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Thursday, November 10, 2011

Musing Pictures: Tower Heist

I recall 9th grade Jazz Band, the day we were so excited to get the sheet music to Lalo Schifrin's classic "Mission: Impossible" theme. Where a classical score might instruct the musician to play slowly or quickly, gently or harshly, Schifrin's score had a different instruction: "Driving".

We quickly learned the perils of 5/4 time. As listeners, it pulled us along. As players, it caught us off-guard. In both cases, we were used to the cyclical feeling of most popular music, wherein it comes in bursts of three or four (or six or eight) beats. Music in 5/4 is sneaky. You get to the fourth beat and expect a new phrase or musical moment to begin or repeat, but it doesn't. There's an extra beat that throws us off the musical trail, and only then does the next phrase or expression begin. Dave Brubeck's "Take Five" is another well known piece in 5/4 time. Five beats to the measure instead of four.

On screen, I find the effect mesmerizing. The music is at once aggressive, forcing its way past the expected starts and stops, and at the same time, elusive, hard to pin down. In "Tower Heist", the theme by Christophe Beck comes at us in 7/4 time, an even more complex extension of the 5/4 effect. In both cases, the music seems to infuse its visual element with momentum and determination. 5/4 doesn't stop at 4, but goes on to a 5th beat. 7/8 doesn't settle at 8 beats, but jumps to a new down-beat after just 7. This propulsive effect of 5/4 and 7/8 music makes it (to my mind) particularly effective in soundtracks and scores. And since the music is hard to "pin down", it becomes easier, to an extent, to allow the music to dissolve in to the scene, even if it's loud, blaring and brass-heavy (like that of "Tower Heist").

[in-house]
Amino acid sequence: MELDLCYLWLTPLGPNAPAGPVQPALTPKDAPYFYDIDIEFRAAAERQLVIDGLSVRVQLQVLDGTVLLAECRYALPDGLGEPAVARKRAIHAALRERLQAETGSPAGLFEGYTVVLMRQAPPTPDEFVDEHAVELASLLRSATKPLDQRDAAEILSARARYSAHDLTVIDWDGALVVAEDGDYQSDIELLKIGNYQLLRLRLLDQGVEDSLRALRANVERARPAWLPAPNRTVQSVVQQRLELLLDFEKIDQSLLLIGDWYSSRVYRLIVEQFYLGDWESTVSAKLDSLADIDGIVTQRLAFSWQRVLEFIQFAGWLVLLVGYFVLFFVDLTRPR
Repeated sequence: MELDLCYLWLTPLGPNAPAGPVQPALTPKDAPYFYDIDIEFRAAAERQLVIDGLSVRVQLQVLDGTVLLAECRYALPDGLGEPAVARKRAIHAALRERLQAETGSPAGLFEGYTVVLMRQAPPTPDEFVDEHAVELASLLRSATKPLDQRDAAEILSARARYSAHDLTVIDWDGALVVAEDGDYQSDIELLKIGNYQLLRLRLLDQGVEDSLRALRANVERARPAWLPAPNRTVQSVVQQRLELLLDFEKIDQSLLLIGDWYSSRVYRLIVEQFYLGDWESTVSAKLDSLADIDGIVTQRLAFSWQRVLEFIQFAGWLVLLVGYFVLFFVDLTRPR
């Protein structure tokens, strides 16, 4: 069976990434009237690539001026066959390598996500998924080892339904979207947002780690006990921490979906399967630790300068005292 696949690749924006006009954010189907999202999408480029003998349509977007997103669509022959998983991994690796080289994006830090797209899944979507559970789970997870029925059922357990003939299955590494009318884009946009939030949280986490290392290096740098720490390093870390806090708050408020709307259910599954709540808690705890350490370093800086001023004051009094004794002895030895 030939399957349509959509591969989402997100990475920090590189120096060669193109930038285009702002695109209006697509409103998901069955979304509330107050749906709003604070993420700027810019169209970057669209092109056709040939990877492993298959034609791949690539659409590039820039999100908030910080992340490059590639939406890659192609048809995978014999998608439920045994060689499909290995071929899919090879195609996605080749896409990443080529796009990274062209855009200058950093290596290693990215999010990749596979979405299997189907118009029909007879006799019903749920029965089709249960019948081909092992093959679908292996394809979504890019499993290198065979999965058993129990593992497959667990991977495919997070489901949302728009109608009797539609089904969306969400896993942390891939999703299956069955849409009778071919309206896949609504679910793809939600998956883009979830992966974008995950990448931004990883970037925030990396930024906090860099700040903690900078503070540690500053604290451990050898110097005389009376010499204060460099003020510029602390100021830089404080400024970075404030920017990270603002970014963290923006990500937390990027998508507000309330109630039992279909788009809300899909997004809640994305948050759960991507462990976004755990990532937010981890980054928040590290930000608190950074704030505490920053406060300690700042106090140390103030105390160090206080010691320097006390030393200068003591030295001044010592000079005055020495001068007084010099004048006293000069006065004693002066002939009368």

I don't know of many films with themes or scores that rely on 5/4, 7/8 or other unusual time signatures. If you know of more, please mention them in a comment here!

-AzS